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Last week, Toyota introduced their new hydrogen fuel car, Mirai , to California streets. Like any alternative fuel vehicle (AFV), cars powered by hydrogen present unique challenges for the fire service and emergency responders.

 

“In general, AFVs are different for first responders because they’re used to responding to vehicles that have internal combustion engines. They have decades of experience addressing vehicle fires that have that sort of technology, so AFVs present new challenges for emergency response crews,” says Michael Gorin, a project manager at NFPA.

 

NFPA offers training and other resources for those dealing with AFV emergency situations. There is a free online training program that takes a comprehensive look at every type of AFV. There is also an AFV emergency field guide - a single resource for emergency responders that includes procedures for any type of AFV. This document, compiled last year, contains specific information for dealing with a Mirai vehicle in the event of an emergency.

 

In Mirai and vehicles like it, a fuel cell powered by hydrogen gas replaces the traditional gasoline or diesel engine. As Gorin explains, hydrogen is a colorless, odorless and tasteless gas that cannot be odorized like other flammable gases that first responders are familiar with. Emergency responders, says Gorin, should use thermal imagers when dealing with any hydrogen emergency in order to determine the presence of fire. Any hydrogen fires that do occur should not be extinguished unless the flow of gas can be stopped.

 

While AFVs are still a rarity on the roads, that will likely change as the technology behind these vehicles becomes more accessible and as prices fall closer to what a working person can afford.  Gorin points out, Tesla recently introduced their Model 3, which at $35,000 comes at a high cost, but one much lower than their other AFVs on the market today.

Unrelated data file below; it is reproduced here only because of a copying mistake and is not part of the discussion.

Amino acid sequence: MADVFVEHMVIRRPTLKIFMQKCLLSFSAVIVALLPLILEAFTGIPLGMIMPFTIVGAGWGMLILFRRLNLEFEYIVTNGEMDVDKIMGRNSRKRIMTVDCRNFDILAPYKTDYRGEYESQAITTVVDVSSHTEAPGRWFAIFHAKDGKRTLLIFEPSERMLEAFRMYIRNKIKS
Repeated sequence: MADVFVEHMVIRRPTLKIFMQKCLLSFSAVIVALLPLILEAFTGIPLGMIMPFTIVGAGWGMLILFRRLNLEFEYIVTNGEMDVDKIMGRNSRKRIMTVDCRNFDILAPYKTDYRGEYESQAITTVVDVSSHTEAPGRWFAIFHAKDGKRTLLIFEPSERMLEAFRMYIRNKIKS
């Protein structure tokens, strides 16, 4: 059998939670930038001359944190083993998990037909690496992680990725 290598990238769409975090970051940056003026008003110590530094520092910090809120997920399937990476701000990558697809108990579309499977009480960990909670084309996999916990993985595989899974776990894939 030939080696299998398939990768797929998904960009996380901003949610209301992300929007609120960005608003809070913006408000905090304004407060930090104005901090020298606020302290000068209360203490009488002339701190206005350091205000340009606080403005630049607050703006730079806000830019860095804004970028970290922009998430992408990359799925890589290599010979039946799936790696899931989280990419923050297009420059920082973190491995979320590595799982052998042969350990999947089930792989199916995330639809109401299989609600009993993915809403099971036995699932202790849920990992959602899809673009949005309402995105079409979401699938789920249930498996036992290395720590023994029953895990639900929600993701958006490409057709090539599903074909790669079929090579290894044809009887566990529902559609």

“The general sense in the industry is that the popularity of AFVS will continue to expand as the vehicles become more affordable for the public,” he says.

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Sparky checked off two items when he visited Mount Rushmore and the Crazy Horse Memorial, both in the Black Hills region of South Dakota. Construction on the Crazy Horse Memorial, a tribute to Native Americans, was started in 1948. While it’s still far from completion, the memorial is already the world's largest mountain carving! Mount Rushmore took 14 years to complete, and now attracts over 2 million visitors every year.

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Sparky turned 65 on March 18, 2016, and we have been pulling out all the stops to help him celebrate! He’s created a bucket list of 65 activities and events he’d like to accomplish from now through October. As he checks them off his list, we’ll make sure to share them with you. Some of Sparky’s wishes are pretty lofty, while others are just fun or a bit silly. Check in weekly to see where he goes and what he’s up to!

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